Event Title

Transcriptional Regulatory Network Inference from Single-Cell RNA Measurements in Embryonic Stem Cells

Presenter Information

Diep Nguyen, Oberlin College

Location

Science Center, Bent Corridor

Start Date

10-27-2017 6:40 PM

End Date

10-27-2017 7:20 PM

Research Program

Cincinnati Children's Hospital Summer Undergraduate Research Fellowship

Poster Number

48

Abstract

Single-cell RNA-seq (scRNA-seq) allows transcriptome-wide analyses of individual cells and quantifies intra-population heterogeneity. Here we develop computational tools to learn how these gene expression patterns are regulated, modeling these patterns as functions of transcription factor activities (TFA). However, due to low capture rate, scRNA-seq data matrices are sparse and contain many ambiguous zeros, in which sampling zeros, “dropout genes”, and true zeros are not well distinguished. For downstream analyses, biological variations, the trends of interest, should be resolved from technical variations. Four statistical approaches to normalize scRNA data were benchmarked: Reads Per Million (RPM), Markov Affinity-based Graph Imputation of Cells (MAGIC), Bayesian Inference for Single-cell Clustering and Imputing (BISCUIT), and Robust Principal Component Analysis (RPCA). Regulatory networks are inferred via the Inferelator algorithm, Bayesian Best Subset Regression, with the incorporation of ATAC-seq priors. TFA can be estimated with mRNA levels or with the expression levels of its known targets using priors. Post-Inferelator networks are then compared with gold-standard and bulk-RNA networks via precision-recall analyses. Of four methods, MAGIC and RPCA demonstrate promising ability to impute “dropout genes” while preserving cell-cell variations and recovering cluster-specific gene expression. Preliminary network data show that using mRNA levels have higher predictive power of the models than estimated TFA. The next step is to continue finessing methods that enable inference of TRNs from scRNA-seq with robust predictive power, increasing the impact of single-cell genomics from qualitative descriptive to quantitatively predictive.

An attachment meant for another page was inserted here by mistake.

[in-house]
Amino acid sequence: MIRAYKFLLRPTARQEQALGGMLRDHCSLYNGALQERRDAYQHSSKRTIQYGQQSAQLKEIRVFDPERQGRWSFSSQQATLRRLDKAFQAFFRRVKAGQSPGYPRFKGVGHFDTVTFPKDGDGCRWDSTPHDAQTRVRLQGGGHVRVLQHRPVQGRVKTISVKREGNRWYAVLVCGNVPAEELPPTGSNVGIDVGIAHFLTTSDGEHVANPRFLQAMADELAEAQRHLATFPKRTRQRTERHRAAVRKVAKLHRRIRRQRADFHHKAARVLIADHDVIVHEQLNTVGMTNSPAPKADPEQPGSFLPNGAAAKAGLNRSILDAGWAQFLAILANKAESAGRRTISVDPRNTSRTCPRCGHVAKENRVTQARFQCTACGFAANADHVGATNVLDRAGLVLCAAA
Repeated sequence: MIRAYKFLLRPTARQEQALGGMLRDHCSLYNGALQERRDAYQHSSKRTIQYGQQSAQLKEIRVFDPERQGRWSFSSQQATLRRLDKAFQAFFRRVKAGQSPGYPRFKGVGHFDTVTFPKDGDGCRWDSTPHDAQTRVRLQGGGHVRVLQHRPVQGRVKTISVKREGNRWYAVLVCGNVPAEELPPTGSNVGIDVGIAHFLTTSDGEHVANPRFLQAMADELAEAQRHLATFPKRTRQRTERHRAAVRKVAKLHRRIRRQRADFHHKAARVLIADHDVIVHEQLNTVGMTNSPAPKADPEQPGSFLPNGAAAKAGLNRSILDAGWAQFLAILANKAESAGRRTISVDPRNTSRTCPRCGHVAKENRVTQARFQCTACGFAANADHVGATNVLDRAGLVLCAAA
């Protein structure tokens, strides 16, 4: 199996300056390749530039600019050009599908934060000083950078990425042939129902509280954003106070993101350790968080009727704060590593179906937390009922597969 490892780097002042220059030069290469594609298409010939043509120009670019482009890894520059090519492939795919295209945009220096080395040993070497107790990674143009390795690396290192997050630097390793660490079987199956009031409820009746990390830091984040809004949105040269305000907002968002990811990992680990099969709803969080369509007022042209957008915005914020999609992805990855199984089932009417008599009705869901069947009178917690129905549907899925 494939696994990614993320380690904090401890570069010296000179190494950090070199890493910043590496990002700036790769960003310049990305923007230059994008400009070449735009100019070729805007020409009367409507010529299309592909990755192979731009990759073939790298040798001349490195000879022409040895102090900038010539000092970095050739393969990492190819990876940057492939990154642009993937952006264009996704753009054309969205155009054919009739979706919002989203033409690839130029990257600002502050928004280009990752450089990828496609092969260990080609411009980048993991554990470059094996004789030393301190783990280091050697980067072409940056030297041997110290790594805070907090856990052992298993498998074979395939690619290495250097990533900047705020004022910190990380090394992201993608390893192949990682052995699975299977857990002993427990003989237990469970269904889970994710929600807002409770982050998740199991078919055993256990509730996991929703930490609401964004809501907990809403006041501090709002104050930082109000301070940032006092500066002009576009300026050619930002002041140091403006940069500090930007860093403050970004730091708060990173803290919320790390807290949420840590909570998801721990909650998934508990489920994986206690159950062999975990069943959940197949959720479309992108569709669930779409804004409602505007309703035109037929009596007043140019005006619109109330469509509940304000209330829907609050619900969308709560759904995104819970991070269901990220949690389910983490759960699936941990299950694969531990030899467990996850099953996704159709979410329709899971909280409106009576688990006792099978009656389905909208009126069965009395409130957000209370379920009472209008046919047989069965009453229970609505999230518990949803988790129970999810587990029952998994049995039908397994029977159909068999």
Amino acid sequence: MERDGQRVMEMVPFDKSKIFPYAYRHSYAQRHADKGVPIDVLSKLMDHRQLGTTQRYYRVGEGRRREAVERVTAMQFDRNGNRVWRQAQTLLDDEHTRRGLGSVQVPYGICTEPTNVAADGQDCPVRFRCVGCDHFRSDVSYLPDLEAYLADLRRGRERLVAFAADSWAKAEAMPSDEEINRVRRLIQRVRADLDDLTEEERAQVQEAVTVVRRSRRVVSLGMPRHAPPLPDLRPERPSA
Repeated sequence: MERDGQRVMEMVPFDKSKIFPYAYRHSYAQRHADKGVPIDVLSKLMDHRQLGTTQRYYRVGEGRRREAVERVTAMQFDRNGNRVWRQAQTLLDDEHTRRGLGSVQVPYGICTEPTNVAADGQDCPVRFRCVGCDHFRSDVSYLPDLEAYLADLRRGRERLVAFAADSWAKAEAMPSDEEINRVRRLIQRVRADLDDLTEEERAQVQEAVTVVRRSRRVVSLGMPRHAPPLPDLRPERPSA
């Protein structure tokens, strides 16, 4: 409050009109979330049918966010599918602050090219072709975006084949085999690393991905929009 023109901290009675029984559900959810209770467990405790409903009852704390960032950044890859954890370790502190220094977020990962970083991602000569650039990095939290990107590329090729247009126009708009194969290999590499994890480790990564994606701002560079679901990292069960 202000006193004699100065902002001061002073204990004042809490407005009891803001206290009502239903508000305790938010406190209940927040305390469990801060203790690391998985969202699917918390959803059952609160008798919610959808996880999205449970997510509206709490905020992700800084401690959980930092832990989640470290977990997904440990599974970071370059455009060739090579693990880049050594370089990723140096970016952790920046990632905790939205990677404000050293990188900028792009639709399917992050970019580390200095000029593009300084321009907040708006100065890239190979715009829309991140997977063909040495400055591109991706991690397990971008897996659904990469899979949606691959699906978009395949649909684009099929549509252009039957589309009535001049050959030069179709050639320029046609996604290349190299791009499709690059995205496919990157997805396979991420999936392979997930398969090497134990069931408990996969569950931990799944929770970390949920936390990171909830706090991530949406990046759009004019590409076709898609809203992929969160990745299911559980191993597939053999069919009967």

Major

Biology; Computer Science

Project Mentor(s)

Emily Miraldi, Immunobiology and Biomedical Informatics, Cincinnati Children's Hospital

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Oct 27th, 6:40 PM Oct 27th, 7:20 PM

Transcriptional Regulatory Network Inference from Single-Cell RNA Measurements in Embryonic Stem Cells

Science Center, Bent Corridor

Single-cell RNA-seq (scRNA-seq) allows transcriptome-wide analyses of individual cells and quantifies intra-population heterogeneity. Here we develop computational tools to learn how these gene expression patterns are regulated, modeling these patterns as functions of transcription factor activities (TFA). However, due to low capture rate, scRNA-seq data matrices are sparse and contain many ambiguous zeros, in which sampling zeros, “dropout genes”, and true zeros are not well distinguished. For downstream analyses, biological variations, the trends of interest, should be resolved from technical variations. Four statistical approaches to normalize scRNA data were benchmarked: Reads Per Million (RPM), Markov Affinity-based Graph Imputation of Cells (MAGIC), Bayesian Inference for Single-cell Clustering and Imputing (BISCUIT), and Robust Principal Component Analysis (RPCA). Regulatory networks are inferred via the Inferelator algorithm, Bayesian Best Subset Regression, with the incorporation of ATAC-seq priors. TFA can be estimated with mRNA levels or with the expression levels of its known targets using priors. Post-Inferelator networks are then compared with gold-standard and bulk-RNA networks via precision-recall analyses. Of four methods, MAGIC and RPCA demonstrate promising ability to impute “dropout genes” while preserving cell-cell variations and recovering cluster-specific gene expression. Preliminary network data show that using mRNA levels have higher predictive power of the models than estimated TFA. The next step is to continue finessing methods that enable inference of TRNs from scRNA-seq with robust predictive power, increasing the impact of single-cell genomics from qualitative descriptive to quantitatively predictive.